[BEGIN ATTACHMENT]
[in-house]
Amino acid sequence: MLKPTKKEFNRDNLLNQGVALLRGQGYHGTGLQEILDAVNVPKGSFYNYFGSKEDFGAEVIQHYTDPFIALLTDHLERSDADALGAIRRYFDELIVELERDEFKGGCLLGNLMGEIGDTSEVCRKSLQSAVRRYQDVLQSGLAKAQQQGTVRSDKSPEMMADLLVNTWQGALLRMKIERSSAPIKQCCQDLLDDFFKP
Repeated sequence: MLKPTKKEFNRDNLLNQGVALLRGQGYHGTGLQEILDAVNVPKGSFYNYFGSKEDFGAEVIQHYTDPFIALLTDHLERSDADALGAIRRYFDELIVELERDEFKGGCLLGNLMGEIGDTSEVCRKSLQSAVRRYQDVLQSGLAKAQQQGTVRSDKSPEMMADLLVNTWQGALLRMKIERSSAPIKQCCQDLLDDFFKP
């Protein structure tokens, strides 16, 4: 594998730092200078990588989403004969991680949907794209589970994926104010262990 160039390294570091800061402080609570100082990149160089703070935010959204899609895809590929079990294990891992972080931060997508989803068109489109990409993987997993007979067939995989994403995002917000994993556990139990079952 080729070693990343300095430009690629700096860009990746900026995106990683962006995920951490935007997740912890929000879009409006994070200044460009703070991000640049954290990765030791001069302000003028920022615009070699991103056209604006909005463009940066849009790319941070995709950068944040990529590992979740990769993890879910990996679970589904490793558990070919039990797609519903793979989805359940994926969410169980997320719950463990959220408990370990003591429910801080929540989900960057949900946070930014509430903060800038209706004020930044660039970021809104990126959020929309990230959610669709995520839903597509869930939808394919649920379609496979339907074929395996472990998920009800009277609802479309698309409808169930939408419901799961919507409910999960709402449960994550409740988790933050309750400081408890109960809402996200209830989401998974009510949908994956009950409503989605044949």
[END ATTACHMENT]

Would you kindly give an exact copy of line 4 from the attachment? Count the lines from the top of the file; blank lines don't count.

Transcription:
């Protein structure tokens, strides 16, 4: 594998730092200078990588989403004969991680949907794209589970994926104010262990 160039390294570091800061402080609570100082990149160089703070935010959204899609895809590929079990294990891992972080931060997508989803068109489109990409993987997993007979067939995989994403995002917000994993556990139990079952 080729070693990343300095430009690629700096860009990746900026995106990683962006995920951490935007997740912890929000879009409006994070200044460009703070991000640049954290990765030791001069302000003028920022615009070699991103056209604006909005463009940066849009790319941070995709950068944040990529590992979740990769993890879910990996679970589904490793558990070919039990797609519903793979989805359940994926969410169980997320719950463990959220408990370990003591429910801080929540989900960057949900946070930014509430903060800038209706004020930044660039970021809104990126959020929309990230959610669709995520839903597509869930939808394919649920379609496979339907074929395996472990998920009800009277609802479309698309409808169930939408419901799961919507409910999960709402449960994550409740988790933050309750400081408890109960809402996200209830989401998974009510949908994956009950409503989605044949």